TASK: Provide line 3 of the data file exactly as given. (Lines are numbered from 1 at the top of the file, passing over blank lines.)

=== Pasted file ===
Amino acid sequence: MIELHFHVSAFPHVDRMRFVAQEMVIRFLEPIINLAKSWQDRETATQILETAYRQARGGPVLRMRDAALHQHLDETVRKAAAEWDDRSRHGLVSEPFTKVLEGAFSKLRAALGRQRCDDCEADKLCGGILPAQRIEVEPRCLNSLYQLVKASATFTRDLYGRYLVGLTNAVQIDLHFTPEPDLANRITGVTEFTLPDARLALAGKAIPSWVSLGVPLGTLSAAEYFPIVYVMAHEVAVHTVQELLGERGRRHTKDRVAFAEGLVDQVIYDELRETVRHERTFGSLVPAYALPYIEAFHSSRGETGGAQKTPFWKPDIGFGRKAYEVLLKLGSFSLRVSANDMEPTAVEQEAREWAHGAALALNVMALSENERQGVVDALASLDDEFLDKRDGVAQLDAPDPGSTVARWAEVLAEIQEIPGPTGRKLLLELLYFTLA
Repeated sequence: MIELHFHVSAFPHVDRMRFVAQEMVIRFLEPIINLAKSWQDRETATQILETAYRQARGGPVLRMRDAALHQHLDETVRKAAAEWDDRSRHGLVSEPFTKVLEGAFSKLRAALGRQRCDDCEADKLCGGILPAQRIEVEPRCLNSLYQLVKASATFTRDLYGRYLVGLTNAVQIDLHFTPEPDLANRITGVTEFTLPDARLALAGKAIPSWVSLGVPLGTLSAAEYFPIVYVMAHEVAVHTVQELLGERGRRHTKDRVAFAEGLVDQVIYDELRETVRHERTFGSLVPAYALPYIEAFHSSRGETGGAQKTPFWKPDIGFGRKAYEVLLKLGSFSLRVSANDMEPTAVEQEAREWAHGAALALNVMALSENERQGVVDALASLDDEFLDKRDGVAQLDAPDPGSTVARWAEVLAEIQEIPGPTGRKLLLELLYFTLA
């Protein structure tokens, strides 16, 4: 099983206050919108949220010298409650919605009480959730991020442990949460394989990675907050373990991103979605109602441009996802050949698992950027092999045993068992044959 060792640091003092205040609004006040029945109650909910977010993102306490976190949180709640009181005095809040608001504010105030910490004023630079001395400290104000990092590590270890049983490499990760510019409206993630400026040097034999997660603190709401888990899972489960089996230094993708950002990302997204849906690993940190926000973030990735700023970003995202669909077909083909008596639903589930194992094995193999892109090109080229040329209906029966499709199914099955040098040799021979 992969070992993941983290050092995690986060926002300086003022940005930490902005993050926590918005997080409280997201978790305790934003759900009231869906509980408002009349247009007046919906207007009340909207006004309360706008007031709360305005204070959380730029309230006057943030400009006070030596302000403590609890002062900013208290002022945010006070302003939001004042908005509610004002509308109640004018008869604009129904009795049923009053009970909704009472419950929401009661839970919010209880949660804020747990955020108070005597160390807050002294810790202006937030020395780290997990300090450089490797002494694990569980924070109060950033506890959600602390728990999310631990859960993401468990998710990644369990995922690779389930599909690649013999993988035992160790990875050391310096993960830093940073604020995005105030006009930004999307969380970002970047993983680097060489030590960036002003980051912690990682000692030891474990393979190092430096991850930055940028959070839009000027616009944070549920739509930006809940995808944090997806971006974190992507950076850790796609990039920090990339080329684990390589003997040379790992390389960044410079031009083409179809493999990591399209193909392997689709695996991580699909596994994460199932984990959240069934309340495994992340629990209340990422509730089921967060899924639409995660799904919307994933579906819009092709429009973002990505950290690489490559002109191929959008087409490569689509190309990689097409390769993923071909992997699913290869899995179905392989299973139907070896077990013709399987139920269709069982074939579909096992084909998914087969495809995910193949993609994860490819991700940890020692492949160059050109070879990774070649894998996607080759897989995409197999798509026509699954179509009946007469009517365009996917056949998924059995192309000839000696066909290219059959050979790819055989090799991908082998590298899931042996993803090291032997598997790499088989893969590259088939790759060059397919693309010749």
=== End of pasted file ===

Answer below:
């Protein structure tokens, strides 16, 4: 099983206050919108949220010298409650919605009480959730991020442990949460394989990675907050373990991103979605109602441009996802050949698992950027092999045993068992044959 060792640091003092205040609004006040029945109650909910977010993102306490976190949180709640009181005095809040608001504010105030910490004023630079001395400290104000990092590590270890049983490499990760510019409206993630400026040097034999997660603190709401888990899972489960089996230094993708950002990302997204849906690993940190926000973030990735700023970003995202669909077909083909008596639903589930194992094995193999892109090109080229040329209906029966499709199914099955040098040799021979 992969070992993941983290050092995690986060926002300086003022940005930490902005993050926590918005997080409280997201978790305790934003759900009231869906509980408002009349247009007046919906207007009340909207006004309360706008007031709360305005204070959380730029309230006057943030400009006070030596302000403590609890002062900013208290002022945010006070302003939001004042908005509610004002509308109640004018008869604009129904009795049923009053009970909704009472419950929401009661839970919010209880949660804020747990955020108070005597160390807050002294810790202006937030020395780290997990300090450089490797002494694990569980924070109060950033506890959600602390728990999310631990859960993401468990998710990644369990995922690779389930599909690649013999993988035992160790990875050391310096993960830093940073604020995005105030006009930004999307969380970002970047993983680097060489030590960036002003980051912690990682000692030891474990393979190092430096991850930055940028959070839009000027616009944070549920739509930006809940995808944090997806971006974190992507950076850790796609990039920090990339080329684990390589003997040379790992390389960044410079031009083409179809493999990591399209193909392997689709695996991580699909596994994460199932984990959240069934309340495994992340629990209340990422509730089921967060899924639409995660799904919307994933579906819009092709429009973002990505950290690489490559002109191929959008087409490569689509190309990689097409390769993923071909992997699913290869899995179905392989299973139907070896077990013709399987139920269709069982074939579909096992084909998914087969495809995910193949993609994860490819991700940890020692492949160059050109070879990774070649894998996607080759897989995409197999798509026509699954179509009946007469009517365009996917056949998924059995192309000839000696066909290219059959050979790819055989090799991908082998590298899931042996993803090291032997598997790499088989893969590259088939790759060059397919693309010749």